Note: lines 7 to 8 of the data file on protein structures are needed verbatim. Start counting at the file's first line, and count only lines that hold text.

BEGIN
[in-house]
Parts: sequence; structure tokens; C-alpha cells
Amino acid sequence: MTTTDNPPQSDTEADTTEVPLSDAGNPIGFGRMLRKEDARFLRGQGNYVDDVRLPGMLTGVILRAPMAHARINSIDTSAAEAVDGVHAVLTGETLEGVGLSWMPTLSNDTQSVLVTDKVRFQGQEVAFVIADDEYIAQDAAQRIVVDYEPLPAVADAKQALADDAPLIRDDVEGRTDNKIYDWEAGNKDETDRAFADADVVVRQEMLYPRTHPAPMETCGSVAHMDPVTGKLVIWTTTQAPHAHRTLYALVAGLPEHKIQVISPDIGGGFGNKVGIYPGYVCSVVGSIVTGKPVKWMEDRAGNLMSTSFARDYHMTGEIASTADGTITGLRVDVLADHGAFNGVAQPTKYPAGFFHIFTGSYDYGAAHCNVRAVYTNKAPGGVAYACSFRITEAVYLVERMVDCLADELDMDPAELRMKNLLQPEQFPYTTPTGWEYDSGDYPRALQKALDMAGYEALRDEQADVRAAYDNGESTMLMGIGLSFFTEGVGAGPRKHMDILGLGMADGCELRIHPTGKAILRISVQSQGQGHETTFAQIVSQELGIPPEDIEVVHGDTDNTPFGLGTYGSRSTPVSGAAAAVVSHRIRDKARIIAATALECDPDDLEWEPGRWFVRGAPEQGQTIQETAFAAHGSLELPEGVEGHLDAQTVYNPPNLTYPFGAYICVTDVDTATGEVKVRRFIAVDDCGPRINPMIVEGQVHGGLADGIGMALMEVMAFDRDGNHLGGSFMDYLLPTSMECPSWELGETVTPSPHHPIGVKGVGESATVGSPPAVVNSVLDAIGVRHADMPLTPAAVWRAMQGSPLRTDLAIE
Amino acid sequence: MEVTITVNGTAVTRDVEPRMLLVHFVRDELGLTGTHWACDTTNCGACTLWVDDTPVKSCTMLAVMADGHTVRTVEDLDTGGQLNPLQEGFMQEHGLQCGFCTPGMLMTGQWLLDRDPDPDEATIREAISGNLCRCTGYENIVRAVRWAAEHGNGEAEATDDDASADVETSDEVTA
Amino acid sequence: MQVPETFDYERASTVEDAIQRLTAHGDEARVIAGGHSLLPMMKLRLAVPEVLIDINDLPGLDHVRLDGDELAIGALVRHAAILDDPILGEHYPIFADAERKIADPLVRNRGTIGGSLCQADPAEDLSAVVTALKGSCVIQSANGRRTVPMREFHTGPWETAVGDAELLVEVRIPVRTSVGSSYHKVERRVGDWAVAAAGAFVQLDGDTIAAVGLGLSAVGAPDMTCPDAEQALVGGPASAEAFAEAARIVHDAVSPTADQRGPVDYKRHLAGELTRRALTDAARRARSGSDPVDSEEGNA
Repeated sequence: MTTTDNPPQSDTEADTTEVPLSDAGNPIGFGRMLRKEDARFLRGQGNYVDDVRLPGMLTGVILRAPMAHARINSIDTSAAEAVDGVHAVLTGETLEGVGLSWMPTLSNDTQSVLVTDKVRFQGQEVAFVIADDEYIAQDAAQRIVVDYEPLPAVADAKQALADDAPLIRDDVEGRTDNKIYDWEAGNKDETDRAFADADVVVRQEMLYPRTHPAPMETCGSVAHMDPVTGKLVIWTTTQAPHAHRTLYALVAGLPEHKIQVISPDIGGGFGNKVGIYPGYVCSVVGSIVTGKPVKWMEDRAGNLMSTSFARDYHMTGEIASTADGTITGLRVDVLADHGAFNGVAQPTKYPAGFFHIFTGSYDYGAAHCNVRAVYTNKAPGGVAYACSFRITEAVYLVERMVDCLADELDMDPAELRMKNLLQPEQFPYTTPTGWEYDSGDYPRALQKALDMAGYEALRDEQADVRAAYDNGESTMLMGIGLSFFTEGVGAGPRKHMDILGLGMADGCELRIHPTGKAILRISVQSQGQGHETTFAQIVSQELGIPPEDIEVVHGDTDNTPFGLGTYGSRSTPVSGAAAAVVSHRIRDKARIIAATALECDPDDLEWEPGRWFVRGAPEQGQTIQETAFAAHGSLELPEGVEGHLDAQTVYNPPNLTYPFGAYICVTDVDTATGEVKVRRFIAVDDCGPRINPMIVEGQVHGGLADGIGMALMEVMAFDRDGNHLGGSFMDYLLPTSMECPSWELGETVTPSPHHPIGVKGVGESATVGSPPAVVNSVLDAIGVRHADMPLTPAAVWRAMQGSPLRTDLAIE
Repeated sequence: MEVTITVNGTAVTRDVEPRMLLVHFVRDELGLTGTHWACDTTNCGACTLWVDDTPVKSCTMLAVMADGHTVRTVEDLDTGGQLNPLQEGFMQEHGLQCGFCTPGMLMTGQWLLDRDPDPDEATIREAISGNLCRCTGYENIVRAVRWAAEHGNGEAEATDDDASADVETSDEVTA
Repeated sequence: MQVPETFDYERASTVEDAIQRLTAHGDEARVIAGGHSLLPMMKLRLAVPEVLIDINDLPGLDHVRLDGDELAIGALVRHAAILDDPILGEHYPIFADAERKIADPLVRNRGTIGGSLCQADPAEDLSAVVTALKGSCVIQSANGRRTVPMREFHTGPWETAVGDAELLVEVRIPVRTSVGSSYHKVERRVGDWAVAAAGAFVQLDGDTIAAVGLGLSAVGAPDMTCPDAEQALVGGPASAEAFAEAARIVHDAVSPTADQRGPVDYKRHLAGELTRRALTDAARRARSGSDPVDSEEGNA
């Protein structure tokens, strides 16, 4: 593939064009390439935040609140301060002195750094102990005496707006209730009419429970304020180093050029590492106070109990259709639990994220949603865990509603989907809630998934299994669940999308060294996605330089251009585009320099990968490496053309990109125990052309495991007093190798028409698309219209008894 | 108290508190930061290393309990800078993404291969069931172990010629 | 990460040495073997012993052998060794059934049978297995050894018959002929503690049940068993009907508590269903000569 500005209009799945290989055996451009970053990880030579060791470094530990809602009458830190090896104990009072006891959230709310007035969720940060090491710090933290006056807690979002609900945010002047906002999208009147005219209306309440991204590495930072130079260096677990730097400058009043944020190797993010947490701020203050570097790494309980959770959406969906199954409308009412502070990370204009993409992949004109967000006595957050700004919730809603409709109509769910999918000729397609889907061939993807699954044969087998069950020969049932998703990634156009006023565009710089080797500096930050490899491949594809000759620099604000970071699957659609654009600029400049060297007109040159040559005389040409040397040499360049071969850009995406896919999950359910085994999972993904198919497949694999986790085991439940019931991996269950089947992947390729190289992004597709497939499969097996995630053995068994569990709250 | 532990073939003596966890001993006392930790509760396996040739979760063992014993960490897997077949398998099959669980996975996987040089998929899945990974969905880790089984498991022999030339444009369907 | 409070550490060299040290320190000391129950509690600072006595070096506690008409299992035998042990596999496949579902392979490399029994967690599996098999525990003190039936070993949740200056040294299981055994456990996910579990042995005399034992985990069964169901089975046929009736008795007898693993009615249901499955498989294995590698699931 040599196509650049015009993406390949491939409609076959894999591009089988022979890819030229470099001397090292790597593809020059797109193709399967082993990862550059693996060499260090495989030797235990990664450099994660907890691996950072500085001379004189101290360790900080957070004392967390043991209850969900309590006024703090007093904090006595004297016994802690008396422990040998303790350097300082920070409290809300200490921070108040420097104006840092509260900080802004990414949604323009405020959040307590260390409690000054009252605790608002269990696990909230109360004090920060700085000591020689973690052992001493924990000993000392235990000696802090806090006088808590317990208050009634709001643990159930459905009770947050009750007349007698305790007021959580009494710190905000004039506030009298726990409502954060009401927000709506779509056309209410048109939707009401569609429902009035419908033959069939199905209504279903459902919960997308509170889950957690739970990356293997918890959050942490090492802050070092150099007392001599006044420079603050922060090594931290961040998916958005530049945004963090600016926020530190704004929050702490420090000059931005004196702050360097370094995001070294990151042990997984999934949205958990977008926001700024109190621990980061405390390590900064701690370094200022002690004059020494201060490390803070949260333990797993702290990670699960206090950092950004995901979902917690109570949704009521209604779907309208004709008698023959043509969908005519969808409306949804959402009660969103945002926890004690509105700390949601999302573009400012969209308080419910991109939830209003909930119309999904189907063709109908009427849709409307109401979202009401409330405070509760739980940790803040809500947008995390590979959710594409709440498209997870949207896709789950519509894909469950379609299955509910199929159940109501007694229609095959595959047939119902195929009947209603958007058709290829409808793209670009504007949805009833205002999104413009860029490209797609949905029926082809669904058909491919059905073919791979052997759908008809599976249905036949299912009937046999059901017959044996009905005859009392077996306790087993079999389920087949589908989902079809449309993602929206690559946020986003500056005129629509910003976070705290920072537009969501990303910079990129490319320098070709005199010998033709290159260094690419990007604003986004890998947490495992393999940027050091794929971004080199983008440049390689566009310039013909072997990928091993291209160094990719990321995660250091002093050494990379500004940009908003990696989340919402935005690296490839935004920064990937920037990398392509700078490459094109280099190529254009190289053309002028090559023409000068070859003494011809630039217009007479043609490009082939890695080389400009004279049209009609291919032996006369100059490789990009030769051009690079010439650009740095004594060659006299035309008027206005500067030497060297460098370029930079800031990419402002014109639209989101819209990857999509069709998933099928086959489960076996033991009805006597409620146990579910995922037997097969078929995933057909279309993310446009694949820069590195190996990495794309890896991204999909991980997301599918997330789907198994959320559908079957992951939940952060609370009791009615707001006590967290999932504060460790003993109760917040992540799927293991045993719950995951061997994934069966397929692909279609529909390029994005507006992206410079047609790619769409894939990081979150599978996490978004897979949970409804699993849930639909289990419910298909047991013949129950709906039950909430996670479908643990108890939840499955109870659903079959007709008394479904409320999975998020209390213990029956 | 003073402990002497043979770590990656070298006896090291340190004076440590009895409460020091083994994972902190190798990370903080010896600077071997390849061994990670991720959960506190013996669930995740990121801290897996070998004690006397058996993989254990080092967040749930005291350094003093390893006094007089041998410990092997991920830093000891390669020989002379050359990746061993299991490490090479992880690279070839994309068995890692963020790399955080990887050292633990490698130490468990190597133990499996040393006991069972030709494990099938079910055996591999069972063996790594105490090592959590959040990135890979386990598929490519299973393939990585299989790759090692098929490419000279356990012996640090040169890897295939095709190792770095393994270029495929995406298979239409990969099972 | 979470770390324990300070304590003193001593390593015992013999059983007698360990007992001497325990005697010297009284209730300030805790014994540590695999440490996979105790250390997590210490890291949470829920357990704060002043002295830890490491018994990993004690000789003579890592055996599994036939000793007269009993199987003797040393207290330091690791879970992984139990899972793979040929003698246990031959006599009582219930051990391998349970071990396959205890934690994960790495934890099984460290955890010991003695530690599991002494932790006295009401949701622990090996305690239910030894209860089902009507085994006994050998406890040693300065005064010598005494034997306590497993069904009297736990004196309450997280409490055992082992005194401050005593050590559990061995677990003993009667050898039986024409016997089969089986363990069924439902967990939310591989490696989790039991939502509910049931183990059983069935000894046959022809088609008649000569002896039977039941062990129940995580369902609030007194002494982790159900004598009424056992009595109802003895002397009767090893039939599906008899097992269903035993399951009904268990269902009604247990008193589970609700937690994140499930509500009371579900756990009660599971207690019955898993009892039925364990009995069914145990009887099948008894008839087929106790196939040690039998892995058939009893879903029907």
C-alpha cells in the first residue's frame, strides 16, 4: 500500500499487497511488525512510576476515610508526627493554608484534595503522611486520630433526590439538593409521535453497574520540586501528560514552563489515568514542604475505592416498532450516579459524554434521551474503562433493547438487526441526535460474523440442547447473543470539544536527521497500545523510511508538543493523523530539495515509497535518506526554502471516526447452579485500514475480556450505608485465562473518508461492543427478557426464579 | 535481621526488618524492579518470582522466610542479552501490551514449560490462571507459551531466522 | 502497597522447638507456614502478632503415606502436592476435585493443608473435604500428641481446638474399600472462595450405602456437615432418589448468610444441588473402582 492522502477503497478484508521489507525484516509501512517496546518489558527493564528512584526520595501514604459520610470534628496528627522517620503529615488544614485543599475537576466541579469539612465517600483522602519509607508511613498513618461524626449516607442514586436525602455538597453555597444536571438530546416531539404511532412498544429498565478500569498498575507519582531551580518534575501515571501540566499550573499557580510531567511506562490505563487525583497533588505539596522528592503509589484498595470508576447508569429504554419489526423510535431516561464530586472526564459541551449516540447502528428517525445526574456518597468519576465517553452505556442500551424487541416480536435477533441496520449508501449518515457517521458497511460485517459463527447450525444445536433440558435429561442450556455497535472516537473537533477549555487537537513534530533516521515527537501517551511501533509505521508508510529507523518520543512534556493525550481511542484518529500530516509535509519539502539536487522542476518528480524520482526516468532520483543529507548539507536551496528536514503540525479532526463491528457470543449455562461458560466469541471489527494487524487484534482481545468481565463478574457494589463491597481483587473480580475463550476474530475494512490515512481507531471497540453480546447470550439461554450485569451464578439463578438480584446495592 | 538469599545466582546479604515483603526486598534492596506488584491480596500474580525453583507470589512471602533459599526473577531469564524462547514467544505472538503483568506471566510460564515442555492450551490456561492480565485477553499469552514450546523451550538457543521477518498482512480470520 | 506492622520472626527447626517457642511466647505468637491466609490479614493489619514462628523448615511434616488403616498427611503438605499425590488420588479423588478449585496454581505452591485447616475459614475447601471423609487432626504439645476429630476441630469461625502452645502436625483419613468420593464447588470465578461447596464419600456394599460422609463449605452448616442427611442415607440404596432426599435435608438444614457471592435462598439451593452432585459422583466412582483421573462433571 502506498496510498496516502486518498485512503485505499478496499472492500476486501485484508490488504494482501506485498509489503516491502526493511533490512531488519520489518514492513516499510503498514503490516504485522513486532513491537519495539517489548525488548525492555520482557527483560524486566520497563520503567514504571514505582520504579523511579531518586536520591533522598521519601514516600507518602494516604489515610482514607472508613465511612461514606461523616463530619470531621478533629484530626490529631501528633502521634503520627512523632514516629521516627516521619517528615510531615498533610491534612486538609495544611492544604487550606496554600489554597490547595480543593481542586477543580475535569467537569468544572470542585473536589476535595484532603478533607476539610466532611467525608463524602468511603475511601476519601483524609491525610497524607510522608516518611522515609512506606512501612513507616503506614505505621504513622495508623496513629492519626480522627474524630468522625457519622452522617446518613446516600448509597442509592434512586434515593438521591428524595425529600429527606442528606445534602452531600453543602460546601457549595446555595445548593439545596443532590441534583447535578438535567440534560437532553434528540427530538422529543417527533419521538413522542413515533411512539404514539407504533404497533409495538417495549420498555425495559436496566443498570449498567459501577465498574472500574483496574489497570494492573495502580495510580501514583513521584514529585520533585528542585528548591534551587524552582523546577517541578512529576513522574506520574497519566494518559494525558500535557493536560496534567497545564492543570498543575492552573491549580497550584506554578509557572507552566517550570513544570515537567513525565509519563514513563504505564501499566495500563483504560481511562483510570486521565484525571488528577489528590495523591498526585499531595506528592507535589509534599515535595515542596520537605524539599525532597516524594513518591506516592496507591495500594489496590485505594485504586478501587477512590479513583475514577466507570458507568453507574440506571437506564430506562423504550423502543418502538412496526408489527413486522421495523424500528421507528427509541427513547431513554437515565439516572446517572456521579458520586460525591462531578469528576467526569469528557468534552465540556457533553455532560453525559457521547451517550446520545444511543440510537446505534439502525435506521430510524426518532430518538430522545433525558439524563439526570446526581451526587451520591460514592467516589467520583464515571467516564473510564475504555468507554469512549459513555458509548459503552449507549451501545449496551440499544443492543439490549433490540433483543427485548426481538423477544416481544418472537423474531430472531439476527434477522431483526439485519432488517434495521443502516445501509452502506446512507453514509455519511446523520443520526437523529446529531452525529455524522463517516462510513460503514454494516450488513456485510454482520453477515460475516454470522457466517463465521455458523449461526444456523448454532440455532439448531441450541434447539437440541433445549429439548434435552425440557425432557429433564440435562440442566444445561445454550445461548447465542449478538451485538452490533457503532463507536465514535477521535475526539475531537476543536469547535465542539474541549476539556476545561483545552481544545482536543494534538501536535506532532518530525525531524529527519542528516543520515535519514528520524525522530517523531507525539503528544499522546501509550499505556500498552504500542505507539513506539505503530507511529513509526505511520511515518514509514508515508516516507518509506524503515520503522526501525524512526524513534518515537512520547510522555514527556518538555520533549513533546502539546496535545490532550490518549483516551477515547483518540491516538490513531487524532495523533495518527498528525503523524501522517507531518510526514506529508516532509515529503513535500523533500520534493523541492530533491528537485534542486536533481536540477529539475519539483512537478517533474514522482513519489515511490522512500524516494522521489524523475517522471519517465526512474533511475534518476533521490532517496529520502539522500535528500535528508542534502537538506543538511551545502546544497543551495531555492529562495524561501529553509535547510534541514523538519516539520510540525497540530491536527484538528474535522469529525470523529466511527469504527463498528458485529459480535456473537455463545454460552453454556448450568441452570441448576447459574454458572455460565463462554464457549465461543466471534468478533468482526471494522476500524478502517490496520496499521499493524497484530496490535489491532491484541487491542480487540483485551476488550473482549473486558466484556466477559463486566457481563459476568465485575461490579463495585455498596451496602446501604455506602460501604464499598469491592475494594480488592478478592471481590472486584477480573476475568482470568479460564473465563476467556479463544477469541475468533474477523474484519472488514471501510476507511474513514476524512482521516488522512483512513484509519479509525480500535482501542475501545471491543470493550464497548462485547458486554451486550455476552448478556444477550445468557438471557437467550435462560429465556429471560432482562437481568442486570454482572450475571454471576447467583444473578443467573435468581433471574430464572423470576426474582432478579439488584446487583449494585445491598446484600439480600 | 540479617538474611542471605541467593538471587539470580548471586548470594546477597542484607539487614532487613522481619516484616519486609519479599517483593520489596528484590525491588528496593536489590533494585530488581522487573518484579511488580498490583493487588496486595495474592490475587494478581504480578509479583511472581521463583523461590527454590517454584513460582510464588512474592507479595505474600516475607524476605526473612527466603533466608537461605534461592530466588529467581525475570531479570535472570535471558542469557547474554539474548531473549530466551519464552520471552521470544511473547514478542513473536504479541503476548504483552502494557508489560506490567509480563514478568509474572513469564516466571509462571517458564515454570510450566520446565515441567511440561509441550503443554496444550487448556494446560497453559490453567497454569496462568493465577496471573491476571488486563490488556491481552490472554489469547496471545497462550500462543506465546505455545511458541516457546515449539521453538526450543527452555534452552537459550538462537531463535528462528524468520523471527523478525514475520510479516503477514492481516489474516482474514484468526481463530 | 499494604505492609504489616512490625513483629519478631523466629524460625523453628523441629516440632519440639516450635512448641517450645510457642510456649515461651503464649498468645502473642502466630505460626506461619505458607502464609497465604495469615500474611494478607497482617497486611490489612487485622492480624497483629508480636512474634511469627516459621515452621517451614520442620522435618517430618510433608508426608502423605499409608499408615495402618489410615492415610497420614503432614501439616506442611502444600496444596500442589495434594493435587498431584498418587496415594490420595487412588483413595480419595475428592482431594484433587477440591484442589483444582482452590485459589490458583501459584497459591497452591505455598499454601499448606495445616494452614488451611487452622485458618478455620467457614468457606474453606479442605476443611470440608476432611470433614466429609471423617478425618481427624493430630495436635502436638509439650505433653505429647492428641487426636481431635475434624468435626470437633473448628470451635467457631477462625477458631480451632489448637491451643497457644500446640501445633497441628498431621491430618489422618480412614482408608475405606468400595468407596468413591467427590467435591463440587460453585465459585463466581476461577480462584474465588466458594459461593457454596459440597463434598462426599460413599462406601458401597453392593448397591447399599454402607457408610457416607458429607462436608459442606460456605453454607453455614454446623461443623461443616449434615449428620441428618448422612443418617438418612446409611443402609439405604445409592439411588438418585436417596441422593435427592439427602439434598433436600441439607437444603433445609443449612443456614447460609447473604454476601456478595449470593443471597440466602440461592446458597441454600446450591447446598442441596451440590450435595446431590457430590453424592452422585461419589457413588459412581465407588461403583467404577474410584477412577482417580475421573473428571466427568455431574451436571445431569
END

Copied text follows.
Repeated sequence: MEVTITVNGTAVTRDVEPRMLLVHFVRDELGLTGTHWACDTTNCGACTLWVDDTPVKSCTMLAVMADGHTVRTVEDLDTGGQLNPLQEGFMQEHGLQCGFCTPGMLMTGQWLLDRDPDPDEATIREAISGNLCRCTGYENIVRAVRWAAEHGNGEAEATDDDASADVETSDEVTA
Repeated sequence: MQVPETFDYERASTVEDAIQRLTAHGDEARVIAGGHSLLPMMKLRLAVPEVLIDINDLPGLDHVRLDGDELAIGALVRHAAILDDPILGEHYPIFADAERKIADPLVRNRGTIGGSLCQADPAEDLSAVVTALKGSCVIQSANGRRTVPMREFHTGPWETAVGDAELLVEVRIPVRTSVGSSYHKVERRVGDWAVAAAGAFVQLDGDTIAAVGLGLSAVGAPDMTCPDAEQALVGGPASAEAFAEAARIVHDAVSPTADQRGPVDYKRHLAGELTRRALTDAARRARSGSDPVDSEEGNA